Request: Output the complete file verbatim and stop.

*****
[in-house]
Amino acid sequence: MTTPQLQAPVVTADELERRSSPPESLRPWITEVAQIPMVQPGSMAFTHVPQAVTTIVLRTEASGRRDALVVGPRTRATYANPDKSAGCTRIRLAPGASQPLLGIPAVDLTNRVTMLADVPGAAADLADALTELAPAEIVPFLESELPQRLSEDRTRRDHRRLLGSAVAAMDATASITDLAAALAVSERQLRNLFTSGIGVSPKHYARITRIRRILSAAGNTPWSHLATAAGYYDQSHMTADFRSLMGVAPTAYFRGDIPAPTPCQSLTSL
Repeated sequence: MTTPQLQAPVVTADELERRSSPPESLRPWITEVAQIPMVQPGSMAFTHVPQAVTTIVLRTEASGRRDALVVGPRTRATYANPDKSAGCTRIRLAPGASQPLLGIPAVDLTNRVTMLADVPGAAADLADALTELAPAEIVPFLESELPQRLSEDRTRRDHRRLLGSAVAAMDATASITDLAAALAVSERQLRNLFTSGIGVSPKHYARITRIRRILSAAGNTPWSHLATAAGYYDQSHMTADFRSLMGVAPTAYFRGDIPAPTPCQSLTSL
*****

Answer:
[in-house]
Amino acid sequence: MTTPQLQAPVVTADELERRSSPPESLRPWITEVAQIPMVQPGSMAFTHVPQAVTTIVLRTEASGRRDALVVGPRTRATYANPDKSAGCTRIRLAPGASQPLLGIPAVDLTNRVTMLADVPGAAADLADALTELAPAEIVPFLESELPQRLSEDRTRRDHRRLLGSAVAAMDATASITDLAAALAVSERQLRNLFTSGIGVSPKHYARITRIRRILSAAGNTPWSHLATAAGYYDQSHMTADFRSLMGVAPTAYFRGDIPAPTPCQSLTSL
Repeated sequence: MTTPQLQAPVVTADELERRSSPPESLRPWITEVAQIPMVQPGSMAFTHVPQAVTTIVLRTEASGRRDALVVGPRTRATYANPDKSAGCTRIRLAPGASQPLLGIPAVDLTNRVTMLADVPGAAADLADALTELAPAEIVPFLESELPQRLSEDRTRRDHRRLLGSAVAAMDATASITDLAAALAVSERQLRNLFTSGIGVSPKHYARITRIRRILSAAGNTPWSHLATAAGYYDQSHMTADFRSLMGVAPTAYFRGDIPAPTPCQSLTSL